sister (3) mSiYo

noun social_kin

Proto-Siouan-Catawba

Proto-Siouan *i-htą́-

Proto-Mississipi-Valley

Proto-Dakota *thąk-ší

Lakota thąkší ‘man’s younger sister’ RTC

Dakota thąkší ‘‘man’s younger sister’ SRR:458a

Assiniboine thąkši ‘man’s younger sister’ PAS:680

Stoney thąksí ‘man’s younger sister’ PAS

Proto-Dhegiha

Osage iṭóⁿ’e zhiⁿga , †ihtą́ʔe ‘younger sister’ LF:80a

Proto-Southeastern *i-thą́ska

Proto-Biloxi-Ofo *i-thą́ska

Biloxi táⁿska , †tą́ska ‘female’s younger sister’ D&S:272a

Ofo ithóⁿfka , †ithą́fka ‘sister’ D&S:324b , moⁿ´ni taⁿ´fka , †tą́fka ‘my mother’s sister’ D&S:328

Proto-Tutelo-Saponi

Tutelo witañsk, witáŋsk , †-tą́sk ‘my elder brother’ H

General comment

This term is seemingly derived from ‘sister (2) mSiEl’, but by different means in the different subgroups. It typically refers to younger sisters, and is typically used by a male Ego. Although the Tutelo gloss is surprising, even casual inspection reveals that the kinterms recorded from that language were mixed, confused, and poorly remembered by its last speakers; hence we feel justified in including it here. Given the distinct patterns of derivation, these forms are not truly cognate; only the root of ‘sister (2) mSiEl’ is common to all.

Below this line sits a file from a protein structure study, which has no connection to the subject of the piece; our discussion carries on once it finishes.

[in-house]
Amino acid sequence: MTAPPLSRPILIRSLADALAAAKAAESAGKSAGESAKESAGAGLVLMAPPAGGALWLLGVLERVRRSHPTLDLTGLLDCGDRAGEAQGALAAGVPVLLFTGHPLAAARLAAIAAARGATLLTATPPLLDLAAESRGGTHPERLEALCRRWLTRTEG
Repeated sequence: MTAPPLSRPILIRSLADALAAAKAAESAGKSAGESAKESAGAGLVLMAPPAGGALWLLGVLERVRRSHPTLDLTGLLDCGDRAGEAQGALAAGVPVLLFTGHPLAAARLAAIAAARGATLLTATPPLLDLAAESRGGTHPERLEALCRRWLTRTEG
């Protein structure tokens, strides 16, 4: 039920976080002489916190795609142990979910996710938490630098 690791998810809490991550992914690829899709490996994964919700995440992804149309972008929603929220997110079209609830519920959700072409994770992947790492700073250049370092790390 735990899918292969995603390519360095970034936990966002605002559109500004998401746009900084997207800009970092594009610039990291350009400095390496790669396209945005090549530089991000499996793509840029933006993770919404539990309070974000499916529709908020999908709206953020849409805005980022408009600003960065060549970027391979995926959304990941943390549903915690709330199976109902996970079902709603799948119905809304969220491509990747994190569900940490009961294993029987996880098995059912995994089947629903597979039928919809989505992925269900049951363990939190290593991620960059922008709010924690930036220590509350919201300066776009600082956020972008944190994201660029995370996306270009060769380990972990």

Crow isahčí•ta ‘his younger sister’ (GG-89, DEC-22) and Hidatsa itáhki•ša ‘his younger sister’ (J) seem to be derivatives from the form mentioned in the note to ‘sister (2) mSiEl’: Crow isahká ‘mother’. Like that term they do not fit phonologically with forms found elsewhere in Siouan. Specifically, the preaspirated hk suggests an earlier Ck which we cannot explain through comparison. The final Proto-Crow-Hidatsa -í•ša is also unexplained.

Details Language Word Source